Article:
Abstract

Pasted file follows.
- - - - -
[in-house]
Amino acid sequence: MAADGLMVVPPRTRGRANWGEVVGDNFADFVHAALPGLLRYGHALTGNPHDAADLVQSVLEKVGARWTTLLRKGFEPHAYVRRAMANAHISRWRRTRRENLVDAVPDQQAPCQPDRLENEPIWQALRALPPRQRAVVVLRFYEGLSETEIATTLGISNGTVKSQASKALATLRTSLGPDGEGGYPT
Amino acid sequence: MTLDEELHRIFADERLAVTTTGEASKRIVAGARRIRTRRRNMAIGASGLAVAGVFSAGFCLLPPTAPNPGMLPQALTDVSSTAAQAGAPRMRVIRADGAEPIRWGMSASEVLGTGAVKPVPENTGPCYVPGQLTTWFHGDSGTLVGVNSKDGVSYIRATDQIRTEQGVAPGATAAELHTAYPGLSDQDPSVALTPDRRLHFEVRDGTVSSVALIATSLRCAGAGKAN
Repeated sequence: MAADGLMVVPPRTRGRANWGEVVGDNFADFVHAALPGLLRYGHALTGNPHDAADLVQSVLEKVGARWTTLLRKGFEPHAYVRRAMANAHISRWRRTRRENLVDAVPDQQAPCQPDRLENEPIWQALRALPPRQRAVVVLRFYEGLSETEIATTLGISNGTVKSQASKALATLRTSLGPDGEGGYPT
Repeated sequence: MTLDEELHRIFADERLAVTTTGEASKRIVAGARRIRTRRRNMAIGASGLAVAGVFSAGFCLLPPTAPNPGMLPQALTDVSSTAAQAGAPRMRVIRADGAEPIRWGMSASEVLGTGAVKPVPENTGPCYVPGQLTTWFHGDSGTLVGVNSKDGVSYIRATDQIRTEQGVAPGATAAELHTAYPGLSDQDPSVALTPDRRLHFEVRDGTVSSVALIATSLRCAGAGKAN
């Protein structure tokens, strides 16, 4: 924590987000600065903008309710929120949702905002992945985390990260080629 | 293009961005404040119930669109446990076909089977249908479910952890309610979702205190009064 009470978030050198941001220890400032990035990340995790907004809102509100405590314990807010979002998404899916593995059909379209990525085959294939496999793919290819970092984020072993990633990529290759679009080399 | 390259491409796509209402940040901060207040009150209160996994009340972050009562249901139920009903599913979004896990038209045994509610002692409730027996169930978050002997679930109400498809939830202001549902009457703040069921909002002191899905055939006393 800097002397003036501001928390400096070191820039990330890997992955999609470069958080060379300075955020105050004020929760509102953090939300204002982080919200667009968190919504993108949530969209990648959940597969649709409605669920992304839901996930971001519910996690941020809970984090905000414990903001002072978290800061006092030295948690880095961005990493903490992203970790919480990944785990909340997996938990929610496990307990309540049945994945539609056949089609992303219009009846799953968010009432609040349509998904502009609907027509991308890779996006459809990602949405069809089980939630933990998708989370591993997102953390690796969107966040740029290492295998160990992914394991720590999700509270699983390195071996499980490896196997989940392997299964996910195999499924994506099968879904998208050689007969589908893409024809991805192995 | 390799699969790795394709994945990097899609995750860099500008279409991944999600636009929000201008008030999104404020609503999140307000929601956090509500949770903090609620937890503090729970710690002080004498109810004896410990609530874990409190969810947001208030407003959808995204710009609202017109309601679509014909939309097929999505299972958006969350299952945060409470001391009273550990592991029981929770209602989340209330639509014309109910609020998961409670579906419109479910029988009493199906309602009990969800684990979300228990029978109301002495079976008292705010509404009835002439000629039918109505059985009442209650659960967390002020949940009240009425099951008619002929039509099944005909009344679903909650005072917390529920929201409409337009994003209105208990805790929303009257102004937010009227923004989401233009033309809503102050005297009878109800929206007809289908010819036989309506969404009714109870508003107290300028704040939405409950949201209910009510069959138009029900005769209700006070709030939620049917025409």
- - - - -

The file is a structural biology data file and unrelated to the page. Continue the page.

Finger and partial finger amputations are one of the most frequently encountered forms of partial hand loss. Most of these amputees can benefit from prosthetic fingers, which should be both functional and aesthetic, to enhance rehabilitation by permitting a more normal professional and social life. Custom prosthetic fingers perform better than off-the-shelf ones due to better fit, comfort, and match to the patients’ physical characteristics. The conventional fabrication process for custom prosthetic fingers uses multiple impressions and molds combined with silicone injection molding to create the final shape. This process has not seen significant changes for decades and comes with a high cost and long wait time, stopping the prosthesis from benefitting the patient in a cost-effective, timely, and lifelike functional way. This study developed a new manufacturing approach for custom prosthetic fingers based on an additive manufactured custom thin-wall mold. The approach was based on optical 3D scanning of the amputees’ fingers and computer-aided design of custom finger prosthetic geometry and the corresponding thin-wall mold. Preliminary clinical study on an amputee patient shows the feasibility of this new custom molding approach and future work will clinically evaluate the performance of the prosthetic fingers created via the computer-aided design and additive manufacturing approach.

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